Brand New Downtown Restaurant-Sort Of
Last night, I finally had the opportunity to attend a soft opening preview party for a new Asheville restaurant. I’ll begin by saying, it’s difficult to critique free food, but someone’s gotta do it. That someone is me.
Bar 100 is going to be the front room of the Market Place, catering to a hip, young crowd of folks who can’t always pay $100+ for dinner. Why the name Bar 100? Hold on to your seats for this answer, I’m so excited I can hardly contain myself. Because all of the food is grown or made within 100 miles of the restaurant!!!! The Locavore’s Paradise has arrived! The menu consists of small snacks to share, a course of cheeses, tasting plates, dipping plates, appetizers, and finally fish, pasta, and meat courses. But I’ll begin by re-examining the beautiful prologue to it all:
Cocktails at bar 100 were the most fabulous cocktails I have tasted in WNC. I don’t know if they’ll keep the steep price ($10!) but they sure won my tongue and heart over with their inventiveness.
The Grey’s Hound: vodka, red grapefruit, rosemary. I could have drunk five of these after running a marathon, they were so refreshing and thirst quenching. The rosemary filtered into the cocktail quite strongly and made a punget, refreshing drink.
The Bee’s Knees: Junipero gin, sourwood honey, lemon. This golden cocktail was magical. Honestly, if you came to bar 100 for nothing but the Bee’s Knees and the cheese plate, you would be on the right track. Is there anything more glamorous than sipping a chilled, golden, honey-drenched cocktail in a darkened bar? I don’t think so.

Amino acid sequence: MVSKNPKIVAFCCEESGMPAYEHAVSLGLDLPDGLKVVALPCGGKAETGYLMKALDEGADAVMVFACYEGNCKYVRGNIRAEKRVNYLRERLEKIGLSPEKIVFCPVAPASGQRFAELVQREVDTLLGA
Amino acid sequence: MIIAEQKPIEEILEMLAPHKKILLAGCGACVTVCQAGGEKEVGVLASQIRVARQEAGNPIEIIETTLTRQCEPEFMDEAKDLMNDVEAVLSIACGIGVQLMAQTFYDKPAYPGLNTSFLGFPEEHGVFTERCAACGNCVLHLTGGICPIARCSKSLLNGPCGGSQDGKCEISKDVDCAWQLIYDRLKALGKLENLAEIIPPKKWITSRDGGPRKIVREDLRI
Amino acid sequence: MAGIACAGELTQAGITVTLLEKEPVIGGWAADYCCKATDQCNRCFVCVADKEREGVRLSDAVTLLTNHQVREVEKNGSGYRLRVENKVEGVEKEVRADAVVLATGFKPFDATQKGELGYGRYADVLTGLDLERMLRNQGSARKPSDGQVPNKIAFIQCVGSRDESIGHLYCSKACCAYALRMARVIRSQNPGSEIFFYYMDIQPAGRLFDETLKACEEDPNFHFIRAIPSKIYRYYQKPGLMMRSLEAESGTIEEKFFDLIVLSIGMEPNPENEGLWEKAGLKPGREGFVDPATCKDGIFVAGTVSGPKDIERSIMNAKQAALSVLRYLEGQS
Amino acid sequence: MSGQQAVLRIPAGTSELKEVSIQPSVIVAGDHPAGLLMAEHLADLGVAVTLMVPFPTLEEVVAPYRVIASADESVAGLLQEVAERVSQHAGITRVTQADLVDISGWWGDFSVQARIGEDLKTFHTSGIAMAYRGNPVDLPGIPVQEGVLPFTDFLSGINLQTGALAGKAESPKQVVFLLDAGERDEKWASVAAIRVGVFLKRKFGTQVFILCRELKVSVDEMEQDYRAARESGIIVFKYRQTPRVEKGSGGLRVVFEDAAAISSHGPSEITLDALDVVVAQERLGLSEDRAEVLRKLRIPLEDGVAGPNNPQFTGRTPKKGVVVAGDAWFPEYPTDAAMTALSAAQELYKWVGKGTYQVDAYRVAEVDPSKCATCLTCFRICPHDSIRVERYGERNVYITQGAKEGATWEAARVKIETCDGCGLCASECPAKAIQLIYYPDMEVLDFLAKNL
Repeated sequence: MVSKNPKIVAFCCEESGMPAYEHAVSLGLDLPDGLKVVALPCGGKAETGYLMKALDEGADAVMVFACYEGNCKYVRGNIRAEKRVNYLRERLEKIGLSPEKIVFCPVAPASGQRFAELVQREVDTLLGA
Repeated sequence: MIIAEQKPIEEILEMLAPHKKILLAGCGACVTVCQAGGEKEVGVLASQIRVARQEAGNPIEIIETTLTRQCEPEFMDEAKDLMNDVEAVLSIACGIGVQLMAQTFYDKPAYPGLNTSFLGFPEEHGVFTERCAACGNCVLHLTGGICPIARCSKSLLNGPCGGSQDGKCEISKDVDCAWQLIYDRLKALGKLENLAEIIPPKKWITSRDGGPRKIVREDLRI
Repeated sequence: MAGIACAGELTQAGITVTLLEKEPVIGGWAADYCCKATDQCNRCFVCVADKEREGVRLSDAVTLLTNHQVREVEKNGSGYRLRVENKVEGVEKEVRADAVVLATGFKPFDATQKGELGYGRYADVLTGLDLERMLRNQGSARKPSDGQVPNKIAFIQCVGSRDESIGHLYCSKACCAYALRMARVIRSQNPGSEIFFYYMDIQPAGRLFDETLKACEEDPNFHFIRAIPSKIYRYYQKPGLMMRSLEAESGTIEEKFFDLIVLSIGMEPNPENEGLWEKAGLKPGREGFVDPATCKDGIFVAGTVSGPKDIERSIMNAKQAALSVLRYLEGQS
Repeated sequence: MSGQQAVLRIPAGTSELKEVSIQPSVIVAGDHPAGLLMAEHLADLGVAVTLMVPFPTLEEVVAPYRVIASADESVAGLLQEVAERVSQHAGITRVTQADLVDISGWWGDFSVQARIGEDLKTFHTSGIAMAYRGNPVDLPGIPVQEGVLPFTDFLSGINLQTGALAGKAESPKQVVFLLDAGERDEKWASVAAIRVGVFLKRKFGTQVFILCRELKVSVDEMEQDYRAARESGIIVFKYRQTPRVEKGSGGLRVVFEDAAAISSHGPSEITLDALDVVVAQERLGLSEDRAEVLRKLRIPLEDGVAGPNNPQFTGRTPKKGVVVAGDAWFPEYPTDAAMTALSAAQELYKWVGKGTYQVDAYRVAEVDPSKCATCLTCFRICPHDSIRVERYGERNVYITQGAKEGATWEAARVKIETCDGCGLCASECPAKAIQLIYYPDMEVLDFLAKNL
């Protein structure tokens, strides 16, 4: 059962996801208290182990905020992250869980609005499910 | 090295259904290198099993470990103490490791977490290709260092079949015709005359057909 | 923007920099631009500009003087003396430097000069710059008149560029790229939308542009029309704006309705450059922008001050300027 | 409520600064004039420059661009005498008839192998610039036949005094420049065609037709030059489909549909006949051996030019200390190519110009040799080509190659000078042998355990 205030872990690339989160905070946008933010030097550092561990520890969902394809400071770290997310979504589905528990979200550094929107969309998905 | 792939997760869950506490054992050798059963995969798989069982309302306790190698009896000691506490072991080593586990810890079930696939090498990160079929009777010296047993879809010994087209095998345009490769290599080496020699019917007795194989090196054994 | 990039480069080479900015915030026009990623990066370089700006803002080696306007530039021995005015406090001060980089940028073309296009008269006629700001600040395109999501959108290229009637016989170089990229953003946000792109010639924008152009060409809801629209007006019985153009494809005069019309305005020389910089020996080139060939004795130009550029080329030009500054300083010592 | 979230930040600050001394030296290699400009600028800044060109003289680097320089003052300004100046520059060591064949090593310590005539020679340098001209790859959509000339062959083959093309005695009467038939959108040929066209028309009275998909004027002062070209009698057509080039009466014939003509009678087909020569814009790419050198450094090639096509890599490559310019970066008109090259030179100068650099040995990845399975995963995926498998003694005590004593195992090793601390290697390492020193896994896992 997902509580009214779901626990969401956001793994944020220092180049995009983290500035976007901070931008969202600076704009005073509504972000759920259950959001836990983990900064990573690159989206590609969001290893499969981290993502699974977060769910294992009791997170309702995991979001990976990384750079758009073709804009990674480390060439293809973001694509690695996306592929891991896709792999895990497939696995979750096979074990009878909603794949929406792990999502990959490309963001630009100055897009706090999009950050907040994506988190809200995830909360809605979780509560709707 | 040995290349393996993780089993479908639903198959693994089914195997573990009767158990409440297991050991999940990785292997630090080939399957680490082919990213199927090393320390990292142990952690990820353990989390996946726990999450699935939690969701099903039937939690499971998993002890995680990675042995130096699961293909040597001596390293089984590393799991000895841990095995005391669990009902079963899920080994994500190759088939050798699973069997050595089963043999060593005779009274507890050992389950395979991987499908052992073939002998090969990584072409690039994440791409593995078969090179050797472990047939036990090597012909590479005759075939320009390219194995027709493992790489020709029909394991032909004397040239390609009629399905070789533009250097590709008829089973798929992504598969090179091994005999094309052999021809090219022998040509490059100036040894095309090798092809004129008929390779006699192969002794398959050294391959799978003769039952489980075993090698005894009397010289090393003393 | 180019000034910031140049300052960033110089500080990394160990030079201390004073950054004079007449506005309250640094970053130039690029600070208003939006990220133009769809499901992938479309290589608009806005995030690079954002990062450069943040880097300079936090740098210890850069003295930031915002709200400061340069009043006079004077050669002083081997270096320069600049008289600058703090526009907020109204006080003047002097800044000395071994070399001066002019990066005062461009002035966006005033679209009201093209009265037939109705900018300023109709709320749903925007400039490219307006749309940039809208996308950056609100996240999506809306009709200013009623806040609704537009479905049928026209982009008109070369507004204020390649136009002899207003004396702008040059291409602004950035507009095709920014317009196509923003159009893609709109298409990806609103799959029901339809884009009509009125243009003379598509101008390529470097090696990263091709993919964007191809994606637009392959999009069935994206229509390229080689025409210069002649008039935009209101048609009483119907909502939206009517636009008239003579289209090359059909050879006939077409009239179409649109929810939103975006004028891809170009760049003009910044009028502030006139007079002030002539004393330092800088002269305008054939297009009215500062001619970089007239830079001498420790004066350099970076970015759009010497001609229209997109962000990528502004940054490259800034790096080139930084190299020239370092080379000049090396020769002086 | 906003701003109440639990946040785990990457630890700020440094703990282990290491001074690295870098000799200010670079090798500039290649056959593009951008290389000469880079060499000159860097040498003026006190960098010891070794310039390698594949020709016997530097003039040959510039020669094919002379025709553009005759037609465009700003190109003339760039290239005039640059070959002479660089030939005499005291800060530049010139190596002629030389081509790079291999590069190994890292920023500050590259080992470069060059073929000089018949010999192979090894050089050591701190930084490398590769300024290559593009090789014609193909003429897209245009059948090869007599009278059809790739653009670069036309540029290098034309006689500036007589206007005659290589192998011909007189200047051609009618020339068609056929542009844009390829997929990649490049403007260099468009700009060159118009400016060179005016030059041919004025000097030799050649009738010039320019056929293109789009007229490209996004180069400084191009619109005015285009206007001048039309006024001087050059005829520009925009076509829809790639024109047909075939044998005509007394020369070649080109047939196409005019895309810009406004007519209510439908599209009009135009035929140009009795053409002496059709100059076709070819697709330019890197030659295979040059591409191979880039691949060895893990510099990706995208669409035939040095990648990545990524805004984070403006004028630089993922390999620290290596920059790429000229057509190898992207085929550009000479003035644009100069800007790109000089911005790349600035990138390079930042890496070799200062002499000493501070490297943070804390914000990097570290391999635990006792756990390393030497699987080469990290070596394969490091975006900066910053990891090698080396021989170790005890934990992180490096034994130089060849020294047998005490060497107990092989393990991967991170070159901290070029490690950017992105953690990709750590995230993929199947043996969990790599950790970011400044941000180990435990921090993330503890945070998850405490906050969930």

The deviled eggs were a great idea, but not enough kick for me. I’d probably order them again in whatever decadent drunken haze brings me back to Bar 100.
We quickly moved on to the shared cheese plate. This was well worth the $15, featuring Spinning Spider cheeses as well as Meadowcreek Dairy. Each cheese was paired with a perfect bit of earthy fruit or veggie- blue with winter squash marmalade, semi-soft appalachian cheese with marinated shitakes, and musky stackhouse with roasted beets. I had an absolute blast tasting everything on the cheese plate, and I will return for this again and again.
Skipping both the tasting menu, and the dips, we moved on to appetizers. Having just watched a boring film about clam diggers, I felt the serendipity of clams on the menu necessitated my ordering them. They were tasty, steamed in local pale ale with smatterings of country ham. I enjoyed each carolina steamer until I got to the last, when I bit into a chunk of sand. Hopefully, that will get worked out before opening.
We moved on to salads, which were crisp, festive and wonderfully dressed- mine with a thyme vinaigrette, my companion’s with a buttermilk vinaigrette. She had butter lettuce with beets, I tried market lettuces with radishes, and we were both thoroughly overjoyed with our selection.
The wine was stellar, I had a falanchina (white) while my companion went for the valpolicella (red), and we were both enthused by our options. The best part about the wine- they charge $7 for a 1/3 a bottle, which seems to me a much more reasonable serving than a mere glass.
We had skirt steak with mashed potatoes, and quail with dirty rice. The quail was succulent and tender and pretty amazing-tasting, but the rice should have been risotto, instead of a thick starchy paste. Steak and potatoes were admirable, and it was at this point we had to call it a night. We spent a few minutes talking things over with head chef Mark Rosenstein, an easy-going gentleman with obvious passion and ambition for local food. He spoke eloquently about the joy he gets from supporting local farms, and I felt proud to be a part of his dream. So keep a great big eye out for Bar 100 when it opens February 28, and just remember who sent ya.